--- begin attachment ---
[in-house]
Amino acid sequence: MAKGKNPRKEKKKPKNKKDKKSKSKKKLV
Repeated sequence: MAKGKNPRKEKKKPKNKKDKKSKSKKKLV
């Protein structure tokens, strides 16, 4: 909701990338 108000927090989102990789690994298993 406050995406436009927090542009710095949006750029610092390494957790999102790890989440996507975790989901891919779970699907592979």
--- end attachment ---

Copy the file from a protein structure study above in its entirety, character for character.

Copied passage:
[in-house]
Amino acid sequence: MAKGKNPRKEKKKPKNKKDKKSKSKKKLV
Repeated sequence: MAKGKNPRKEKKKPKNKKDKKSKSKKKLV
């Protein structure tokens, strides 16, 4: 909701990338 108000927090989102990789690994298993 406050995406436009927090542009710095949006750029610092390494957790999102790890989440996507975790989901891919779970699907592979």